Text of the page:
Here's Why Red Vines Aren't Actually Licorice

Do you like the taste of licorice? For many of us, the answer to that questions sounds something like, "I'm not a big fan of black licorice, but I like Red Vines!" It turns out — if that's your answer — you don't really like licorice at all. The so-called "red licorice" candies may look a little like licorice, and Red Vines may be manufactured by the American Licorice Company, but according to experts, they don't actually qualify as licorice. Why not? Simple — because there's no licorice in them. 

"Licorice is a plant, Glycyrrhiza glabra," Kelila Jaffe, Food program coordinator at NYU's Steinhardt Department of Nutrition, Food Studies, and Public Health explained to Huffington Post. "But the term also refers to the confections derived from that plant's sweet roots (black licorice). Other candies of similar form use the name as well, but are not actually flavored with licorice extract."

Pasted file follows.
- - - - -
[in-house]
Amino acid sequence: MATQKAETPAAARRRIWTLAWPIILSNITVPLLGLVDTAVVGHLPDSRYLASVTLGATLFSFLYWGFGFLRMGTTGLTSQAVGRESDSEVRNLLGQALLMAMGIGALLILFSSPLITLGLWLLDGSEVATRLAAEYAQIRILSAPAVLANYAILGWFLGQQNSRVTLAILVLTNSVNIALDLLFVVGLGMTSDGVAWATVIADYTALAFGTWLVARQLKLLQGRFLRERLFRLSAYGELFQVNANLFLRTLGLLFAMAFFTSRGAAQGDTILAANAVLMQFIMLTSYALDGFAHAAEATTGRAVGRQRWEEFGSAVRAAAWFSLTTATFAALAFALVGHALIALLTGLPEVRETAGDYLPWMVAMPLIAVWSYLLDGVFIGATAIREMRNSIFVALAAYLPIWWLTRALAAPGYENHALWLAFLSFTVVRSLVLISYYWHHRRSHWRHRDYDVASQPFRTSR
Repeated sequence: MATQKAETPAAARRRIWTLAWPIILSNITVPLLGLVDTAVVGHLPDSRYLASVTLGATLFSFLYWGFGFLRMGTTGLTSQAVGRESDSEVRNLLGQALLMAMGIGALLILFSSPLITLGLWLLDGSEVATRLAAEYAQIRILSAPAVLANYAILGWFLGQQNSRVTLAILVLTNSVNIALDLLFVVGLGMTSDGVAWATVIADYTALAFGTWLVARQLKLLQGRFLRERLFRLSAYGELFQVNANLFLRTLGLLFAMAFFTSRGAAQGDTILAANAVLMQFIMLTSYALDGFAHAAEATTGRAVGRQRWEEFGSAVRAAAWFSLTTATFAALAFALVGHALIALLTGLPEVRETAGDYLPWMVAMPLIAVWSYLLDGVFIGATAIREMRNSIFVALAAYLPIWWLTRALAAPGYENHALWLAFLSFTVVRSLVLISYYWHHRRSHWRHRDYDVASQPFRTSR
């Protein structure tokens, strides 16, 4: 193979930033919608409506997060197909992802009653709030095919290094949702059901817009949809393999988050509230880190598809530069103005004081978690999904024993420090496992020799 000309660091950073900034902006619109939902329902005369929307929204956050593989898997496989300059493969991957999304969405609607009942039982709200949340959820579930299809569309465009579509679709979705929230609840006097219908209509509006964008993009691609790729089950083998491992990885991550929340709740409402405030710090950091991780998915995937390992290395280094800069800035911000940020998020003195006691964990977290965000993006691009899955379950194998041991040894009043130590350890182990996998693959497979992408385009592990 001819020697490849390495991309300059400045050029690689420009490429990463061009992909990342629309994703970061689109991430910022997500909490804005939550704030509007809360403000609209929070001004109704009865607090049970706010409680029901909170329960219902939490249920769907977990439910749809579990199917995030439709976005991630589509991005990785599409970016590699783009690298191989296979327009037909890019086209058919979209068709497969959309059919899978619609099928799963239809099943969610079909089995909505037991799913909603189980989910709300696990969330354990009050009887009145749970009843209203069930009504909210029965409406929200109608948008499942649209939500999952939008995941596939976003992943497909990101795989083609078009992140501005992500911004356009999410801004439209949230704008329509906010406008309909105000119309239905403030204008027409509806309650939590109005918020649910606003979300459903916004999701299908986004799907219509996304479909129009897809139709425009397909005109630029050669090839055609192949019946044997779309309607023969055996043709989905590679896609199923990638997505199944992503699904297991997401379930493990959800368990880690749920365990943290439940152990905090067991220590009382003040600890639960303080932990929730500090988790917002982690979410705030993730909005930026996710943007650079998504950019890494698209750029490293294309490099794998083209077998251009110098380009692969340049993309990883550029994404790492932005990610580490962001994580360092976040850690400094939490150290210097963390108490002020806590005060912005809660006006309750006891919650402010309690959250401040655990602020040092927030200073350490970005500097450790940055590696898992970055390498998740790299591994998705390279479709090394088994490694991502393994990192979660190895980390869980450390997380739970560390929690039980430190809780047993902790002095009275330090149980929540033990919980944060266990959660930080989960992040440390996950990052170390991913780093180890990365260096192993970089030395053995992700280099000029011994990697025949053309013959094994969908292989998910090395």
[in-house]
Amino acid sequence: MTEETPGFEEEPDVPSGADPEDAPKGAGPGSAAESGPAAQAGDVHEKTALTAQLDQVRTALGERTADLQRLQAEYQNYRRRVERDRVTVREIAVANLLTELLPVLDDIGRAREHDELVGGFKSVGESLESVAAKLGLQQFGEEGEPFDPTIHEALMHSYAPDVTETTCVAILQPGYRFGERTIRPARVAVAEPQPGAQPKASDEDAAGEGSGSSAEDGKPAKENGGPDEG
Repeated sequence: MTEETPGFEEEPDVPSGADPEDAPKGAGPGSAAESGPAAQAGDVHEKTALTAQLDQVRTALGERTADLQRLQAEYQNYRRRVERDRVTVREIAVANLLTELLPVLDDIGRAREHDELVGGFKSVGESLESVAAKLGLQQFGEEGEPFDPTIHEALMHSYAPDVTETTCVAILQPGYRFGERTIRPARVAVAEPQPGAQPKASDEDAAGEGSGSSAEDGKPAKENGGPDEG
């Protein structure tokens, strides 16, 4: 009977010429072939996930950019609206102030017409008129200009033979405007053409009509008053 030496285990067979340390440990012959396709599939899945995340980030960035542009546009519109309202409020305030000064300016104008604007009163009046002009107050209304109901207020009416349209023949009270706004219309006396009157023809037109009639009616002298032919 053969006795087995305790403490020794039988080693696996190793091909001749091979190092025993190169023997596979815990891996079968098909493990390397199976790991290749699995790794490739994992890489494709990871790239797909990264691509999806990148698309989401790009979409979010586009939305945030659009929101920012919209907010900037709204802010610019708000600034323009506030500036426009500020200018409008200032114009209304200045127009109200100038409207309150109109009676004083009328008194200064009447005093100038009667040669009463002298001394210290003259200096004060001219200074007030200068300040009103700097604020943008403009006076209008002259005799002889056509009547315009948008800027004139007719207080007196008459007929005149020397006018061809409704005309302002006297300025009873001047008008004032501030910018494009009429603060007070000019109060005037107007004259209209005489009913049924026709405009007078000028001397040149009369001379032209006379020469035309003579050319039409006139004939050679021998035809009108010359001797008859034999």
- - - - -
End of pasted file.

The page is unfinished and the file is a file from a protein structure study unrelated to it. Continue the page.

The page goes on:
Unless you're buying the Red Vines Black Licorice, which is hardly what comes to mind when someone says Red Vines, your candy isn't going to contain any actual licorice.

So what are Red Vines then?

Red Vines are a corn-syrup based candy made with fully artificial flavors — no plant extract. The ingredients are corn syrup, high-fructose corn syrup, wheat flour, citric acid, artificial flavor, and red 40 (via Red Vines).

The red licorice-inspired candy and black licorice are "made by a similar process, which combines sugar with a starchy binder and the desired flavoring agents," Jaffe explains. So yes, Red Vines and licorice have things in common, and that explains why the textures are so similar. Still, the name licorice is misleading. If you don't like the thick, somewhat bitter flavor of black licorice, you don't like licorice. 

Not convinced? Red Vines' own FAQ includes the question, "Do Red Vines® Original Red® Twists contain real licorice root or extract?" The company's answer? "Only Red Vines® Black Licorice Twists contain licorice extract." There you have it, folks: no licorice, contrary to popular belief.